A scathing 267-page report released Thursday reveals the depths of the Penn State cover-up that placed a serial child molester and the reputation of a university and its football program above the welfare of defenseless children.
And the only reasonable conclusion that can be drawn from the facts of the internal inquiry on the heels of the horrifying testimony that convicted former defensive coordinator Jerry Sandusky is that Penn State doesn’t need to be playing any football in the near future.
If the university doesn’t see fit to self impose harsh sanctions to rebuild its reputation, then the NCAA needs to step up and deliver the “death penalty” to the Nittany Lions program.
If this isn’t the worst thing that’s ever happened in a football program and a flagrant abuse of institutional control, I don’t know what is. Southern Methodist’s recruiting scandals were petty compared to what Penn State did – and didn’t – do to protect children.
The late Joe Paterno, who investigation chief and former FBI director Louis Freeh said “was an integral part of this active decision to conceal,” was flat-out wrong and down-right insulting in a statement he made shortly before his death.
“This is not a football scandal and should not be treated as one,” Paterno wrote in the letter that was released this week.
I don’t like to speak ill of the dead, but Paterno doesn’t hold the moral authority to tell anyone what is and isn’t anymore. His
integrity on this issue is null and void.
This is absolutely a football scandal even if none of the players on Penn State’s teams were aware or involved. The current players don’t deserve to be punished, but it’s always active and innocent players who bear the brunt of sanctions imposed for the wrong-doing of others.
Penn State has no business sending a team out to represent the university this fall. Every one of its active players should be released and be free to transfer to any other school for immediate eligibility to finish their collegiate careers.
Penn State needs to take the next year or two to voluntarily erase remnants of the scandal from the landscape – including razing the football building where Sandusky was witnessed raping victims on more than one occasion. How future generations of Penn State students can be expected to shower in the same place where Sandusky prowled is incomprehensible.
This is obviously a great cost for a powerhouse program that for the most part operated on its founding principles of “success with honor.” But this instance of institutional and program failure is too egregious to just ignore and move on.
If the school isn’t willing to do this itself, the NCAA needs to step in and do it for them. Sure, the circumstances aren’t necessarily spelled out in the NCAA manual, but that’s only because nobody could have foreseen such a horrifying abuse of power by an athletics program. An example needs to be made and put on the record that this kind of cover-up can’t be tolerated.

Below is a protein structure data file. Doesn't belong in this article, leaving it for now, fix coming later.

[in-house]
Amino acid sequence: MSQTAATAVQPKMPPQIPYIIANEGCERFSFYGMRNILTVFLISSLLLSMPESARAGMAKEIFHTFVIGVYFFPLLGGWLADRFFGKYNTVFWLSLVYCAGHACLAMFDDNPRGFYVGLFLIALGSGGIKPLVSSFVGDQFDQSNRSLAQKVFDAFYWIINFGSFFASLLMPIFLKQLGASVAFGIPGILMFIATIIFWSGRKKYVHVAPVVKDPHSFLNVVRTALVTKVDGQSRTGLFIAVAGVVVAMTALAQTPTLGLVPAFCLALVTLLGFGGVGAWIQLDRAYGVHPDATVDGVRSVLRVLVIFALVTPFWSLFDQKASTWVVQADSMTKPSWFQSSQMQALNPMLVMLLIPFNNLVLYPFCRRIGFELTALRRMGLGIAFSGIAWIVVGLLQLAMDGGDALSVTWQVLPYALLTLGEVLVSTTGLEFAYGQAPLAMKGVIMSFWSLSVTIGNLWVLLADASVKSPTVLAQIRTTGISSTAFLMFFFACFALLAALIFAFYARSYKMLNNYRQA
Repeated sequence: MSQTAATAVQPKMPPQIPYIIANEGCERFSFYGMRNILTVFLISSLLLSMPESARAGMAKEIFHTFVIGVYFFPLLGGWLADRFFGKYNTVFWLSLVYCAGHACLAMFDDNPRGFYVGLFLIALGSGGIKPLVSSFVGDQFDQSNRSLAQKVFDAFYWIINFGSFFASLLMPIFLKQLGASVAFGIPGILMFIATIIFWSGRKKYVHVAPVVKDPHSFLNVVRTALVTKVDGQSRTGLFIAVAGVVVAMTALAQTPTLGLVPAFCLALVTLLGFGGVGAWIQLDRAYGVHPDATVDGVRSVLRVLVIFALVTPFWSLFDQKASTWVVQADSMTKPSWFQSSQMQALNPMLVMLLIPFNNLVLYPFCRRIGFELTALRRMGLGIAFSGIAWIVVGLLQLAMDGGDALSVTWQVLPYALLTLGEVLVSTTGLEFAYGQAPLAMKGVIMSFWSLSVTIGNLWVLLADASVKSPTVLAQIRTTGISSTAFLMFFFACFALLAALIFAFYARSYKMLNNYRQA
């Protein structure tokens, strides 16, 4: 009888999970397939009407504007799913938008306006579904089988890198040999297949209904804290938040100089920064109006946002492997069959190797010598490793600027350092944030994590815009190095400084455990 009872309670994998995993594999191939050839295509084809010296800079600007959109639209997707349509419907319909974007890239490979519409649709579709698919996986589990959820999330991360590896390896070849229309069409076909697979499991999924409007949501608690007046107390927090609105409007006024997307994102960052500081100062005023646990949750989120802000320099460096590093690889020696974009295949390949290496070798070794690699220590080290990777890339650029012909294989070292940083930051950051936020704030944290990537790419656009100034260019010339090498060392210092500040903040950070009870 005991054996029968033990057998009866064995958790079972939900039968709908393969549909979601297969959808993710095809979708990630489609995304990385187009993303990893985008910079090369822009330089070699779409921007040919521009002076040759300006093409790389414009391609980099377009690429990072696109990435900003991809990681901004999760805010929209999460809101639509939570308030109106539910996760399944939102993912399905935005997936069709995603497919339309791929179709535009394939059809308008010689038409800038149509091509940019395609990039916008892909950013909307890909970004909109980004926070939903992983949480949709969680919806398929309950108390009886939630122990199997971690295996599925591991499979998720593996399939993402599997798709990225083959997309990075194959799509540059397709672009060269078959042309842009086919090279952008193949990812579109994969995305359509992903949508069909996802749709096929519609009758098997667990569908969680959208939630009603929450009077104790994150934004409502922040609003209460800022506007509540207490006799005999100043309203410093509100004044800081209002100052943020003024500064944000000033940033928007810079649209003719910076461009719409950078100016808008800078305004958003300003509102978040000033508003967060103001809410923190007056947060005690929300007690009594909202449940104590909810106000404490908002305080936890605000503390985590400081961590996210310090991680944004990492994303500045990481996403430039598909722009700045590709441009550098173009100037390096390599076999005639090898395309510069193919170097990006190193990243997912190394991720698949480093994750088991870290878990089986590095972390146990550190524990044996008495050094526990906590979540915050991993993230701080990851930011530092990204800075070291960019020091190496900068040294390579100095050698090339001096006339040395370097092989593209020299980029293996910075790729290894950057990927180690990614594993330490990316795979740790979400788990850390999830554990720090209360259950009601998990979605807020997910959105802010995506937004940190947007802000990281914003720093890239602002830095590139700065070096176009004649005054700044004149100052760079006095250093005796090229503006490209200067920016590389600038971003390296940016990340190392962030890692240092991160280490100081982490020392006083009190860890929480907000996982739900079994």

The facts of the report – culled during eight months of pouring over official school documents and e-mails – specifically singled out the football program as being the “currency” that allowed Sandusky to “groom victims.” And the university’s silence on the matter enabled a sexual deviant to stalk and abuse children for more than a decade after the school’s leaders first made the conscious decision to conceal what they knew.
“Our most saddening and sobering finding is the total disregard for the safety and welfare of Sandusky’s child victims by the most senior leaders at Penn State,” Freeh said. “The most powerful men at Penn State failed to take any steps for 14 years to protect the children who Sandusky victimized.”
Freeh called the school’s disregard for the boys Sandusky abused “callous and shocking.” Evidence shows that former athletic director Tim Curley changed his mind about reporting Sandusky’s behavior to authorities after “talking it over” with Paterno.
Former school vice president Gary Schultz worried about “opening a Pandora’s Box” if the allegations against Sandusky were revealed.
Ex-president Graham Spanier noted “the only downside for us is if the message isn’t (heard) and acted upon and we then become vulnerable for not having reported it.”
Do these sound like the actions of men unaware that what they were doing was wrong? No, they knew it and did it anyway to protect their own and the football program.
Paterno’s family said Thursday that the late coach “never interfered with any investigation.”
Excuse me, but interfering would have been a good idea and could have saved some boys from further abuse.
At this point, it isn’t enough that Sandusky spend the rest of his life in jail, that Paterno’s legacy be forever tarnished by his gross inaction and that all the officials key to the cover-up were fired and in some cases indicted for lying to a grand jury.
No, at this point Penn State needs to be punished for what it did and the football program needs to be rebooted and started from scratch.
Only then will justice be served in full and the school be able to move forward.